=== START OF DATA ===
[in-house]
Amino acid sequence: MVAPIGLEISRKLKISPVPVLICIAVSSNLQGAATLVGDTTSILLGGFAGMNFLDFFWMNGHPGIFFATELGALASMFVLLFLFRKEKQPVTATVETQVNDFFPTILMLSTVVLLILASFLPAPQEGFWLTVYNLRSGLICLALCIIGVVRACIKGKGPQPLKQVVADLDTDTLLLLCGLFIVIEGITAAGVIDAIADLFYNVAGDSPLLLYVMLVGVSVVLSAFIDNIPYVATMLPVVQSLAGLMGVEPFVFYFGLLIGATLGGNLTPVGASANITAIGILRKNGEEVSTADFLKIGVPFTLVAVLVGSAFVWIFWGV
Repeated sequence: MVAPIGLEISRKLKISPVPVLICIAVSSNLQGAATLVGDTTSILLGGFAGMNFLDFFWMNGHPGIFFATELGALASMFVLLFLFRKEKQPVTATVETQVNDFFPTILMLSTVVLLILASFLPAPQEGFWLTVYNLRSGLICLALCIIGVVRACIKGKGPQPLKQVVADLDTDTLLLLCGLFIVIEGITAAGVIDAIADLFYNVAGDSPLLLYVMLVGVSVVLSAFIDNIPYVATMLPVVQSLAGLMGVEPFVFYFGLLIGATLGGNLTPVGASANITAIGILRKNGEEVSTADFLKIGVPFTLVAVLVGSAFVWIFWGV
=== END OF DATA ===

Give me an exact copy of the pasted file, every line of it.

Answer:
[in-house]
Amino acid sequence: MVAPIGLEISRKLKISPVPVLICIAVSSNLQGAATLVGDTTSILLGGFAGMNFLDFFWMNGHPGIFFATELGALASMFVLLFLFRKEKQPVTATVETQVNDFFPTILMLSTVVLLILASFLPAPQEGFWLTVYNLRSGLICLALCIIGVVRACIKGKGPQPLKQVVADLDTDTLLLLCGLFIVIEGITAAGVIDAIADLFYNVAGDSPLLLYVMLVGVSVVLSAFIDNIPYVATMLPVVQSLAGLMGVEPFVFYFGLLIGATLGGNLTPVGASANITAIGILRKNGEEVSTADFLKIGVPFTLVAVLVGSAFVWIFWGV
Repeated sequence: MVAPIGLEISRKLKISPVPVLICIAVSSNLQGAATLVGDTTSILLGGFAGMNFLDFFWMNGHPGIFFATELGALASMFVLLFLFRKEKQPVTATVETQVNDFFPTILMLSTVVLLILASFLPAPQEGFWLTVYNLRSGLICLALCIIGVVRACIKGKGPQPLKQVVADLDTDTLLLLCGLFIVIEGITAAGVIDAIADLFYNVAGDSPLLLYVMLVGVSVVLSAFIDNIPYVATMLPVVQSLAGLMGVEPFVFYFGLLIGATLGGNLTPVGASANITAIGILRKNGEEVSTADFLKIGVPFTLVAVLVGSAFVWIFWGV